Each time of life has both good and bad aspects to consider


In A. B. Yehoshua’s novel The Liberated Bride, an aging Israeli couple imagines what it might be like if, after death, one could choose a particular period of one’s life to relive continuously for all eternity. At first, the fantasy is exhilarating for the couple as they consider which point in time they might each pick — perhaps being newlyweds or celebrating the birth of their child. Yet the more they reflect, the more disquieting the concept becomes: What if their happiest moments were in their younger years, long before they even knew each other and their destinies together unfolded? And what about those times in which both great happiness and extreme sorrow were intermingled; weren’t those moments worthy of being remembered forever? Feelings are hurt, fond memories reconsidered, and the hypothetical discussion turns sour. How, they wonder, can you measure a life?

This week’s parashah poses a similar question about the life of the first matriarch. Chayei Sarah opens with an odd description of Sarah’s lifespan; “Sarah was one hundred years, twenty years, and seven years; these were the years of the life of Sarah.” Why does the Torah split up the tally of her years into three distinct parts? The S’fat Emet teaches that, like the couple in Yehoshua’s novel, Sarah experienced both good and bad events in her life, divisible into distinct periods. He says that Sarah endured numerous challenges in her early years and experienced peace towards the end of her life, but the Torah itself discusses the many trials that occurred in Sarah’s later years, culminating with the near-sacrifice of her son Isaac. If such a heaven existed as the one described in Yehoshua’s novel, which would Sarah’s best years be, the ones that she would want to relive until the end of time? How could one know? Could anyone really weigh the sorrows and joys of different periods of life and say that one time was so clearly superior to the rest?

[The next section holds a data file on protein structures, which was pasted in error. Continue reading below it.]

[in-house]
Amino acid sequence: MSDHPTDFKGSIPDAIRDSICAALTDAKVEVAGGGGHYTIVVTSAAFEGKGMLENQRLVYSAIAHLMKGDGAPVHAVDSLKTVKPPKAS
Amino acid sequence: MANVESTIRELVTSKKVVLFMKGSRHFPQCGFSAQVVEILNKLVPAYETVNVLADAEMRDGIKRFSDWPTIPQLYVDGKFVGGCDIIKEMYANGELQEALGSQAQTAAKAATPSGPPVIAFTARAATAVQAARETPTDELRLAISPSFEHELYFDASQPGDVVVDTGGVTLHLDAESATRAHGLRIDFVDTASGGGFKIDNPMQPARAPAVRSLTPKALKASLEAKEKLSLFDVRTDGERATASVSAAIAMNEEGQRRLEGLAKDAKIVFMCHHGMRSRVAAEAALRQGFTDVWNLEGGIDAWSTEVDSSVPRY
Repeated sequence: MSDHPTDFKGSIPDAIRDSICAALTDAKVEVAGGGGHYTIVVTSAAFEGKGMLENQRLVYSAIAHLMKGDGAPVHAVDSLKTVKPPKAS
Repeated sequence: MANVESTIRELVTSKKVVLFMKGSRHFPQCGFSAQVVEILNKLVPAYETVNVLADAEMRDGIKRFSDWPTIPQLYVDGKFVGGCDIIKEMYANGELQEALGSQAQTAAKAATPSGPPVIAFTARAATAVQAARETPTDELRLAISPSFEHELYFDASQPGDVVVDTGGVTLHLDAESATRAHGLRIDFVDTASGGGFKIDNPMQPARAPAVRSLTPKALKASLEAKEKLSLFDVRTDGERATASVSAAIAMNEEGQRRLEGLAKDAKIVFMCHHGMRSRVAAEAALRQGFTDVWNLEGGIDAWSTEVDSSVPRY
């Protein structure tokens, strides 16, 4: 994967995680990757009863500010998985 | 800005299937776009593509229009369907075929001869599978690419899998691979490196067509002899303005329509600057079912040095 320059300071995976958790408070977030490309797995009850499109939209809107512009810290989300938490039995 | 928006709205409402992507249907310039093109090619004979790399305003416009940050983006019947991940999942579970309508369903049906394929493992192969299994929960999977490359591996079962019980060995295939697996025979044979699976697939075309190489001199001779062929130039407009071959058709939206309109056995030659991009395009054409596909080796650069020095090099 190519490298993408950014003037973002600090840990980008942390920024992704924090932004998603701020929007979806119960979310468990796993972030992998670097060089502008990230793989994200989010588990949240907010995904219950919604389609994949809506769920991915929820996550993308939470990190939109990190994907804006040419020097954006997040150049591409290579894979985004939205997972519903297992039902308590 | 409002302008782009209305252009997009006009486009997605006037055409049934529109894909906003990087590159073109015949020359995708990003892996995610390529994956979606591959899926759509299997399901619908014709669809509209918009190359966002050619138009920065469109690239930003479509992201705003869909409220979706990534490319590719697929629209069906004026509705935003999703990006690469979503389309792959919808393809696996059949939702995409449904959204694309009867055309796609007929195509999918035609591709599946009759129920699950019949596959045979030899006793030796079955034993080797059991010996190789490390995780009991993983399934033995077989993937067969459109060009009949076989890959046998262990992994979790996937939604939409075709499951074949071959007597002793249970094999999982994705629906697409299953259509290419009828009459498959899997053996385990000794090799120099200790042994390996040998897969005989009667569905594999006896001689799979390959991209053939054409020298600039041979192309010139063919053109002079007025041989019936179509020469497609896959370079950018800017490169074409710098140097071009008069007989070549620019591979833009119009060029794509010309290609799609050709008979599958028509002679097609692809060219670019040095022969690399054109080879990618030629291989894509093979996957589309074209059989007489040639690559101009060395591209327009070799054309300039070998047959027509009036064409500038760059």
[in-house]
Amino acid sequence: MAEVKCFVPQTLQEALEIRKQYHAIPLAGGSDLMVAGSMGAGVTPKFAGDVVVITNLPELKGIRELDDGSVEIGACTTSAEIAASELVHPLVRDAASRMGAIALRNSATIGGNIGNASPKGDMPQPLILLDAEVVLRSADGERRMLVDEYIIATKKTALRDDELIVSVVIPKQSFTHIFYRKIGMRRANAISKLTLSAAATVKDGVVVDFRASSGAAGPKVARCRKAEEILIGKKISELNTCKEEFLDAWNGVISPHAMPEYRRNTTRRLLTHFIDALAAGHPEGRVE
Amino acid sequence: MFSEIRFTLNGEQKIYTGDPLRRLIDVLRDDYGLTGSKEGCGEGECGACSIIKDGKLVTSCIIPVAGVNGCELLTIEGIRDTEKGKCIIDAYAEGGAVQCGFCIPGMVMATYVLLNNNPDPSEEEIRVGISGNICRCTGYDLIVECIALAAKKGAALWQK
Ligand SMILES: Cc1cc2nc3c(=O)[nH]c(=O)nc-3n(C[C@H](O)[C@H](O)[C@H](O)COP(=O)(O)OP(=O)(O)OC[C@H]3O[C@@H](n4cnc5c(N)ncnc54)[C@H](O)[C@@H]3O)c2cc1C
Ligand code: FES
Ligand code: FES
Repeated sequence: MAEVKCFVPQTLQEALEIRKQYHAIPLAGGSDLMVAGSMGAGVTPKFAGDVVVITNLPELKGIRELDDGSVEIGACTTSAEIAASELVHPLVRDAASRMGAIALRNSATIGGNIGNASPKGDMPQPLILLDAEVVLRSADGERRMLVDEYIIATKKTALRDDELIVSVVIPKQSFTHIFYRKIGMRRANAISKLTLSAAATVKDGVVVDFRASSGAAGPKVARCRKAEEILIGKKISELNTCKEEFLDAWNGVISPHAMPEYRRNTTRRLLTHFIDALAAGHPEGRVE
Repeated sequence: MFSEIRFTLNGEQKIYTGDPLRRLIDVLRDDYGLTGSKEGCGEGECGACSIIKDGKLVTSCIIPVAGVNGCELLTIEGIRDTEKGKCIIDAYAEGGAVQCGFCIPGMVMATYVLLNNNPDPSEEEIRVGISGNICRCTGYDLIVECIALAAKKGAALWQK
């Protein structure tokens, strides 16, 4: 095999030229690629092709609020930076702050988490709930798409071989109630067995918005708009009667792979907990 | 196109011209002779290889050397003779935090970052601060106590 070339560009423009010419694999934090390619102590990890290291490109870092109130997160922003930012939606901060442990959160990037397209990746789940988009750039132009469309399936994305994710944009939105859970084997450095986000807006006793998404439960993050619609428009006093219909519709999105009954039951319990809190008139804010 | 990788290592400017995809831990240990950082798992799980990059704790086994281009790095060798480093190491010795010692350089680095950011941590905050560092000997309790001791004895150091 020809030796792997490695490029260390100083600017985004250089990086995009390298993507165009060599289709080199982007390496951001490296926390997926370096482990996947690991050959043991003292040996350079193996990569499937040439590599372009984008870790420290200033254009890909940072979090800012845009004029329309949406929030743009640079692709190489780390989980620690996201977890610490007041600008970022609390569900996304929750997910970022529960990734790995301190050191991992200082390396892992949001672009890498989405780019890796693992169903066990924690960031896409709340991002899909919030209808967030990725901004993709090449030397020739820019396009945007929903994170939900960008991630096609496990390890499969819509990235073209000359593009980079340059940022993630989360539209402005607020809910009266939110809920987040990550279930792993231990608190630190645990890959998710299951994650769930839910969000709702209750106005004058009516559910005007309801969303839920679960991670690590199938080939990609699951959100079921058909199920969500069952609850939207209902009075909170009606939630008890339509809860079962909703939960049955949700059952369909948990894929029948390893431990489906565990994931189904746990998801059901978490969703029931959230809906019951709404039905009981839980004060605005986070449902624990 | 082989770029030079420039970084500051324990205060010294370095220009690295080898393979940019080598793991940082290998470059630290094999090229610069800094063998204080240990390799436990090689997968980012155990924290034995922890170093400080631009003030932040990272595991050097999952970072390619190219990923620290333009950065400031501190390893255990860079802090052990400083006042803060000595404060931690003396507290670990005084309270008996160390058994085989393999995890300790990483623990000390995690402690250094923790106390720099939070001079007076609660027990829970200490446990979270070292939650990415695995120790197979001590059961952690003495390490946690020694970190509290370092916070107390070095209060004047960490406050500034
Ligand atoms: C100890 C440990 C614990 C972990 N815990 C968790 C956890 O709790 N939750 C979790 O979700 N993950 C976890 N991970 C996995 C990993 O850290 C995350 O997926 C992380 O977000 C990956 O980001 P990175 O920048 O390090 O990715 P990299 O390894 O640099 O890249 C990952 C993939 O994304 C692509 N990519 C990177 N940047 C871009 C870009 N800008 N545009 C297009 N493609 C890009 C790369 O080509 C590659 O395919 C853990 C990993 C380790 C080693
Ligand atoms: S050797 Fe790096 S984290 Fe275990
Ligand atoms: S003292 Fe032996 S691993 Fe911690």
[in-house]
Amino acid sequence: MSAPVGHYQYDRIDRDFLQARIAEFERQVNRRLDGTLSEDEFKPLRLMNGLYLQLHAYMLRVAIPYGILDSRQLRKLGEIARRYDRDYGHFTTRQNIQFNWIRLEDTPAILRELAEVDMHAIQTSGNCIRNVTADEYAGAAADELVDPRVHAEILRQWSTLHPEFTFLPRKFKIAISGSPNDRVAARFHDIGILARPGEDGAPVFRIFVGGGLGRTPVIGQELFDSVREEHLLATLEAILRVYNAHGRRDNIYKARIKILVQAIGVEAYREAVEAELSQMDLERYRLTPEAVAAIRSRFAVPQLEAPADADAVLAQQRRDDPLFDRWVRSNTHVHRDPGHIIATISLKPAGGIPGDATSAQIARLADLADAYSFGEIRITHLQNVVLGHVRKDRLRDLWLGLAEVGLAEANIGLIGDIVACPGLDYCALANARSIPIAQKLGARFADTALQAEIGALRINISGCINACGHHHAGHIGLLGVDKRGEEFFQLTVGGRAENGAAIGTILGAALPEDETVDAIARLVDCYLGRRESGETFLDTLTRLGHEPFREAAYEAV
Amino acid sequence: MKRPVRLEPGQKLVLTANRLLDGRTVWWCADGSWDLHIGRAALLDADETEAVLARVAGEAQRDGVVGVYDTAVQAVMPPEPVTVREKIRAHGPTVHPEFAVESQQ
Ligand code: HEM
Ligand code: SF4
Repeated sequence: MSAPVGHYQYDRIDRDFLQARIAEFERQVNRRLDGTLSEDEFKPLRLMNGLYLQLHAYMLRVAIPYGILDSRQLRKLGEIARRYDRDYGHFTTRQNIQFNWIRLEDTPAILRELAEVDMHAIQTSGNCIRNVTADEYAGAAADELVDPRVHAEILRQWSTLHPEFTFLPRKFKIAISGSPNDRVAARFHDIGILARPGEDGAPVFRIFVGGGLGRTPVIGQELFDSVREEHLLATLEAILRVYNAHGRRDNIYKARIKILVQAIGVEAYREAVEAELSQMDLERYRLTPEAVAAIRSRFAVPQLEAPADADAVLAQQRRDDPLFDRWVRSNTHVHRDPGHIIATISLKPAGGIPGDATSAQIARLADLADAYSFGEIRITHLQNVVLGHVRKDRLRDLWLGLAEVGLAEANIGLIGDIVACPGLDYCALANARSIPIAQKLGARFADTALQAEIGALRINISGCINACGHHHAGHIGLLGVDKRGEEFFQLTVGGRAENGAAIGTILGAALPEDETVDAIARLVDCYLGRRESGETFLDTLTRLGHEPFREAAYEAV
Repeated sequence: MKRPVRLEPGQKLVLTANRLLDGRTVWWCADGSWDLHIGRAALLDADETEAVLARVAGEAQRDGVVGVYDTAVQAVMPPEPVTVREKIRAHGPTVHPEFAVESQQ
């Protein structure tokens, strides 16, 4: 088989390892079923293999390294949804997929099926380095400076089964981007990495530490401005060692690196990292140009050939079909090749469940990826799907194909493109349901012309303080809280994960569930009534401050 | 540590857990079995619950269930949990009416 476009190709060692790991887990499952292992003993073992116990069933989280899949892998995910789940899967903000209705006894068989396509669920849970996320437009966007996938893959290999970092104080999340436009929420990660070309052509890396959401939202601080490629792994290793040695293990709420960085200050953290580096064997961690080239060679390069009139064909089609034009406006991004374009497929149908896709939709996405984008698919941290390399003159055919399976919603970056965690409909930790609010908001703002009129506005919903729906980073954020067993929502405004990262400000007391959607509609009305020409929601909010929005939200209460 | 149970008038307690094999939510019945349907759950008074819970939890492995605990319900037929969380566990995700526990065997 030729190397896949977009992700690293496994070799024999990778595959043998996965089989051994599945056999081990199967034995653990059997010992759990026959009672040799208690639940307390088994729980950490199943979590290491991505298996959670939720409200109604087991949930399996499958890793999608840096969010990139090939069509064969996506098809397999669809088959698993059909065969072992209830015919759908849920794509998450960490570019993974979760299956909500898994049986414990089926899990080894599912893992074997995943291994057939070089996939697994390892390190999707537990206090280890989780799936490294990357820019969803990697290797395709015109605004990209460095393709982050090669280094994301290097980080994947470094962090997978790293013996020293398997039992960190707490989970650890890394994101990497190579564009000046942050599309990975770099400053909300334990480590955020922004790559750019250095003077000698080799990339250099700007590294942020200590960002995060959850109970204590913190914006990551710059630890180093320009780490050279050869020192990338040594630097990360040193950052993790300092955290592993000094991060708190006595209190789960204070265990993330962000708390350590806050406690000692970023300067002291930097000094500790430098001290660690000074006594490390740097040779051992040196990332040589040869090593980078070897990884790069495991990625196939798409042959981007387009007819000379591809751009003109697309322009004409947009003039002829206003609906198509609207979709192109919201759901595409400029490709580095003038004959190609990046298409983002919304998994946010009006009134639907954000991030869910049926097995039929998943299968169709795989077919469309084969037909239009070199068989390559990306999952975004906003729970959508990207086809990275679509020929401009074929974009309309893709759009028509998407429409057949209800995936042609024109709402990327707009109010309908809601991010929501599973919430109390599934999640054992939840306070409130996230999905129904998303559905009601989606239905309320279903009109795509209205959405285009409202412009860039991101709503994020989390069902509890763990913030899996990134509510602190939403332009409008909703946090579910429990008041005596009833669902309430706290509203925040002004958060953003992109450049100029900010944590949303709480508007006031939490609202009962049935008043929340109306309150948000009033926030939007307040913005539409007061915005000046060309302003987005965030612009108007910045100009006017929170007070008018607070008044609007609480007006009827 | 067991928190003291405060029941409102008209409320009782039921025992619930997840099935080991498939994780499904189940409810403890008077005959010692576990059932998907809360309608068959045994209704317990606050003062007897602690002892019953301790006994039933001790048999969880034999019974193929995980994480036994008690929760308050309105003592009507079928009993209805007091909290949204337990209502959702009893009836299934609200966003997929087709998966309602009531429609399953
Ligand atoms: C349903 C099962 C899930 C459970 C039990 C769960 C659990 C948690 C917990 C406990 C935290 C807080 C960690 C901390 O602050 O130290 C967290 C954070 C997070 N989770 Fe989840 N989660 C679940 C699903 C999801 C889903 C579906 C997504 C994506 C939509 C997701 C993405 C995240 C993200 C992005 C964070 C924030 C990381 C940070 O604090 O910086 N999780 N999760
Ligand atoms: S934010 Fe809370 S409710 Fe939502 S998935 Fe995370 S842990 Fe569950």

Perhaps Sarah’s life, like many of our own, could indeed be divided into distinct chapters: periods of youth and old age, child rearing and empty-nesting, employment and retirement. Yet we need not distinguish which years were the best, for each period of our life carries with it both the good and the bad, even if not always in equal measure. Rashi tells us that despite the Torah’s division of Sarah’s years, each year was equally good. Though the events of the years differed, as far as Sarah was concerned, whatever happened to her was considered good. What a perspective towards which to strive! We learn from the description of Sarah’s life that rather than attempt to measure our days by their relative merit, we should strive to see the good in each moment. And perhaps, with this state of mind, we may find that the best is yet to come.

Rabbi Amy Feder of Temple Israel prepared this week’s Torah Portion.